We recommended this during the Enbridge Northern Gateway Joint Review hearings and when the LNG companies began environmental review. All the problems with potential development again show the need for a full time District Solicitor who will be in the District offices working with staff and members of council and attending council meetings to understand the needs of the residents of Kitimat on all issues. Having a lawyer on retainer who is not involved with community is no longer an option.
Overhaul development rules and guidelines
Continue the work recommended for the short term and have staff, locally based developers and locally based engineering companies familiar with Kitimat form a task force to overhaul the development rules and guidelines so that developments fit into both an updated Clarence Stein vision and the uncertain economics of this region
A new Official Community Plan
The current “maybe this, may be that” Official Community Plan is completely inadequate for the needs of Kitimat. It is little more than a collection of database copy and paste, motherhood bureaucrat speak with no significant reference to Stein’s original vision.
The community needs an OCP that has a strong, well-defined two track approach, one that assumes the LNG boom will go ahead, that Kitimat will grow, and a second that assumes that the new industry might pass us by and Kitimat may have to revert to planning diversification with an emphasis on tourism.
That also means looking for and hiring the Clarence Stein of the 21st Century, whether that person is in New York, Vancouver, London or Singapore.
The current OCP was largely written by Stantec, which seems to be the go-to consulting firm for everyone. While the involvement of Stantec may not have been an issue in 2008, Stantec is the same company that is now working for Enbridge and most of the LNG projects. That is a clear conflict of interest.
Kitimat needs a visionary who can build on what Stein and his colleagues did 60 years ago. While Stein was working for Alcan, what is needed in 2014 and beyond is truly independent consultant, not one serving a dozen different masters.
That includes maintaining harmony with the forested nature of the region. Without going completely the same way as Santa Fe, perhaps future construction in Kitimat should conform, within market conditions, to a style that reflects the demands of building in the northwest, like heavy snow loads and long days of dreary rain while at the same time is more reflective of the northwest natural environment. That means including the brilliant idea of sidewalks and green spaces at the back of houses, not just boxes on standard suburban streets. That doesn’t have to mean duplicates of First Nations’ longhouses or settlers’ log cabins.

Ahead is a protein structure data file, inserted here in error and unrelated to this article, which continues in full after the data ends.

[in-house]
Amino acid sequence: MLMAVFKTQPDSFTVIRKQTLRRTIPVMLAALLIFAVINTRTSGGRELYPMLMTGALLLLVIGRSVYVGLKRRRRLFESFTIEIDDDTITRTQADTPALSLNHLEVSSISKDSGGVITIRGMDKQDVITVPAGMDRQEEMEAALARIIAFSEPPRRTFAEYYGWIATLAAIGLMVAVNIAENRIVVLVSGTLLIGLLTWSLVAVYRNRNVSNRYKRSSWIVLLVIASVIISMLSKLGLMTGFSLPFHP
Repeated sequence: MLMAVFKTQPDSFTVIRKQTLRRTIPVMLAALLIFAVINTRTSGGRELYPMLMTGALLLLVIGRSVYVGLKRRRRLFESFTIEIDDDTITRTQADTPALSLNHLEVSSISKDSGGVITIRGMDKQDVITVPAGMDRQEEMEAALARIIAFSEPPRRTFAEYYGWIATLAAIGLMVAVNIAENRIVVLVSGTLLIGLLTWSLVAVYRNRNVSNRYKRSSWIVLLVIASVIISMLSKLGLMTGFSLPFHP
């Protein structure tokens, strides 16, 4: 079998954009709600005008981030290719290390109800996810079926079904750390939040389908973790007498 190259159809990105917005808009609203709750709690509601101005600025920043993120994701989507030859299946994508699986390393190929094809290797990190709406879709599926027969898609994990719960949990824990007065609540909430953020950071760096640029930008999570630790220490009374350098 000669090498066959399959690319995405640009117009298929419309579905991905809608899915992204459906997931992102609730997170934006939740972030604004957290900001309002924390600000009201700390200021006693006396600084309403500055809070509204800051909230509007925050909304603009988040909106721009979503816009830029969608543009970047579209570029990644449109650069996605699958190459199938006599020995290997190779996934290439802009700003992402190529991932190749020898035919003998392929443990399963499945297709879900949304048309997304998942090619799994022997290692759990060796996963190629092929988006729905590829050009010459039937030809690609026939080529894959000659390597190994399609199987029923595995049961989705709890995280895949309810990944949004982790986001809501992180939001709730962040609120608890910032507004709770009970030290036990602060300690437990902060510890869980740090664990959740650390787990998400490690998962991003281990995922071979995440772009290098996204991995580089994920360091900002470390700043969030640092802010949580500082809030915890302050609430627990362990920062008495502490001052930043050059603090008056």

A Kitimat “look and feel” should challenge architects to create a style that says Kitimat and the northwest while at the same time drawing plans that are economic for both the developer and the buyer, just as architects in Santa Fe are bringing a century-old vision into the 21st century.
If the current crop of developers think that Kitimat is unsophisticated, doesn’t understand what goes on big cities, and takes too long to make its mind, well we live here and you don’t and you won’t. If Kitimat does have a rosy economic future, it is highly likely that the community and district can find developers who aren’t in-and-out carpet-baggers but who will build something that will make a profit, be affordable for the buyer and be harmonious with the community and Stein’s vision updated for the 21st century.
As Stein asked, “What do the people themselves want?”
Editor’s note: My late father, Frederic Rowland, was Alcan’s assistant property manager in Kitimat, involved in town planning from Vancouver in the mid-50s and in Kitimat from 1957 to 1965 and thus one of the Alcan staff charged with implementing Stein’s vision.
Apache will “completely exit” the Kitimat LNG project, company CEO Steven Farris told investors Thursday as the company reported its second quarter results.
The pull out from Kitimat is part of a plan by Apache to spin off assets that are not part of its “base business” so it can concentrate on its “North American onshore assets.”
“We have said for some time that Canada is part of our North American onshore portfolio,” Farris told analysts in a conference call.
“Certainly we have two businesses up there. [in Canada] We have a business which is a base business with respect to the Duverney Shale and Monteny shale and some of the other things we working on there. We also have the Kitimat-Horn River- Liard. Kitimat -Horn River -Liard is part of our LNG project which we reindicated today that we intend to exit.”
The Horn River and Liard natural gas fields would have served the LNG project. The divesture could either be as a complete package or sold separately perhaps through the capital markets. The Duverney Shale and Monteny shale plays are considered North American assets, while the Horn RIver Liard plays are considered international because the product from there would be sold in Asia via an LNG terminal.
Chevron, the 50 per cent partner with Apache in Kitimat LNG, said it would have no comment on the Apache move until its own investor conference call Friday morning.
Apache also intends to divest its stake in the Australian Wheatstone LNG project, where Chevron is also a partner.